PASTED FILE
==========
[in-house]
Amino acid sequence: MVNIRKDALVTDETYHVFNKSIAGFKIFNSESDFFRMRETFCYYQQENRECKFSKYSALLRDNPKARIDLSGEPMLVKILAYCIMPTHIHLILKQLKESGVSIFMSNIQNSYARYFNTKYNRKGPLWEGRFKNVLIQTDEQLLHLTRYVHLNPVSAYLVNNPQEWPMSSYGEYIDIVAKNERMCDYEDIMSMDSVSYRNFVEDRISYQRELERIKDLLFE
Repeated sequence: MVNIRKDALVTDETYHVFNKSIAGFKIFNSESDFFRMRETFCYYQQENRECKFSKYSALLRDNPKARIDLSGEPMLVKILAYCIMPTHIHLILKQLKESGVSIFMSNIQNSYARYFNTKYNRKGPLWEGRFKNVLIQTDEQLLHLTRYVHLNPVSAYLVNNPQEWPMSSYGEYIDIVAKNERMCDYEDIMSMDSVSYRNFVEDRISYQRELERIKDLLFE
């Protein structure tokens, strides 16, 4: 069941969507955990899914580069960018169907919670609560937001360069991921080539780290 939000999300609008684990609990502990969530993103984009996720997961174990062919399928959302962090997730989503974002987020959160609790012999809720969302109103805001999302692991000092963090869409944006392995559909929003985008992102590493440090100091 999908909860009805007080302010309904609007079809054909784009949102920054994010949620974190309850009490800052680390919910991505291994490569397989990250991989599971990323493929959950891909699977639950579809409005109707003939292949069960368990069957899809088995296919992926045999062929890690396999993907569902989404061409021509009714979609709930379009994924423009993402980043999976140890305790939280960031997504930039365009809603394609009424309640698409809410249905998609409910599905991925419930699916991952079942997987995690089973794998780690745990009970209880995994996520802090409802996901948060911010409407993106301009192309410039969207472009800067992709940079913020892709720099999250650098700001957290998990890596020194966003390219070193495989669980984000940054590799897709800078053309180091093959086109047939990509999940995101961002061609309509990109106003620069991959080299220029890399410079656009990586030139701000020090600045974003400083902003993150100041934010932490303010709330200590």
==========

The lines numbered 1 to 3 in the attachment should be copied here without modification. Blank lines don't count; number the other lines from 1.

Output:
[in-house]
Amino acid sequence: MVNIRKDALVTDETYHVFNKSIAGFKIFNSESDFFRMRETFCYYQQENRECKFSKYSALLRDNPKARIDLSGEPMLVKILAYCIMPTHIHLILKQLKESGVSIFMSNIQNSYARYFNTKYNRKGPLWEGRFKNVLIQTDEQLLHLTRYVHLNPVSAYLVNNPQEWPMSSYGEYIDIVAKNERMCDYEDIMSMDSVSYRNFVEDRISYQRELERIKDLLFE
Repeated sequence: MVNIRKDALVTDETYHVFNKSIAGFKIFNSESDFFRMRETFCYYQQENRECKFSKYSALLRDNPKARIDLSGEPMLVKILAYCIMPTHIHLILKQLKESGVSIFMSNIQNSYARYFNTKYNRKGPLWEGRFKNVLIQTDEQLLHLTRYVHLNPVSAYLVNNPQEWPMSSYGEYIDIVAKNERMCDYEDIMSMDSVSYRNFVEDRISYQRELERIKDLLFE